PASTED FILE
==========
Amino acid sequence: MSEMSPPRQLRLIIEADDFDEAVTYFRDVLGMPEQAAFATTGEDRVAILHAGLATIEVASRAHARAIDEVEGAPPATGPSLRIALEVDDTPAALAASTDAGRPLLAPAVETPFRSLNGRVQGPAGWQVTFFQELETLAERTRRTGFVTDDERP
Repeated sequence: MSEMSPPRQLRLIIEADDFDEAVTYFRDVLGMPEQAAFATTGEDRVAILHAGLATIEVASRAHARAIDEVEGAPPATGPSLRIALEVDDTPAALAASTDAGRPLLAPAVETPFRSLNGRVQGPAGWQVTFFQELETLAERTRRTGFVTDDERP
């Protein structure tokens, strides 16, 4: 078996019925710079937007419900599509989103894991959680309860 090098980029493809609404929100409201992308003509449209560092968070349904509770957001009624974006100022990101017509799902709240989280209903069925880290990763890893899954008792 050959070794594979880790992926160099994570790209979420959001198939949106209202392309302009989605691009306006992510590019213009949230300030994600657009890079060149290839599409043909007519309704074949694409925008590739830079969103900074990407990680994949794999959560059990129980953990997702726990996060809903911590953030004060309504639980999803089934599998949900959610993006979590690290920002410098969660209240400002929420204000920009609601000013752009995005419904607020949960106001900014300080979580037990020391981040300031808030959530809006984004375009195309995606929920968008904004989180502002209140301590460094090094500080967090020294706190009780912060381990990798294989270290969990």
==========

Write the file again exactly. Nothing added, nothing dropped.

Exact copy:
Amino acid sequence: MSEMSPPRQLRLIIEADDFDEAVTYFRDVLGMPEQAAFATTGEDRVAILHAGLATIEVASRAHARAIDEVEGAPPATGPSLRIALEVDDTPAALAASTDAGRPLLAPAVETPFRSLNGRVQGPAGWQVTFFQELETLAERTRRTGFVTDDERP
Repeated sequence: MSEMSPPRQLRLIIEADDFDEAVTYFRDVLGMPEQAAFATTGEDRVAILHAGLATIEVASRAHARAIDEVEGAPPATGPSLRIALEVDDTPAALAASTDAGRPLLAPAVETPFRSLNGRVQGPAGWQVTFFQELETLAERTRRTGFVTDDERP
């Protein structure tokens, strides 16, 4: 078996019925710079937007419900599509989103894991959680309860 090098980029493809609404929100409201992308003509449209560092968070349904509770957001009624974006100022990101017509799902709240989280209903069925880290990763890893899954008792 050959070794594979880790992926160099994570790209979420959001198939949106209202392309302009989605691009306006992510590019213009949230300030994600657009890079060149290839599409043909007519309704074949694409925008590739830079969103900074990407990680994949794999959560059990129980953990997702726990996060809903911590953030004060309504639980999803089934599998949900959610993006979590690290920002410098969660209240400002929420204000920009609601000013752009995005419904607020949960106001900014300080979580037990020391981040300031808030959530809006984004375009195309995606929920968008904004989180502002209140301590460094090094500080967090020294706190009780912060381990990798294989270290969990």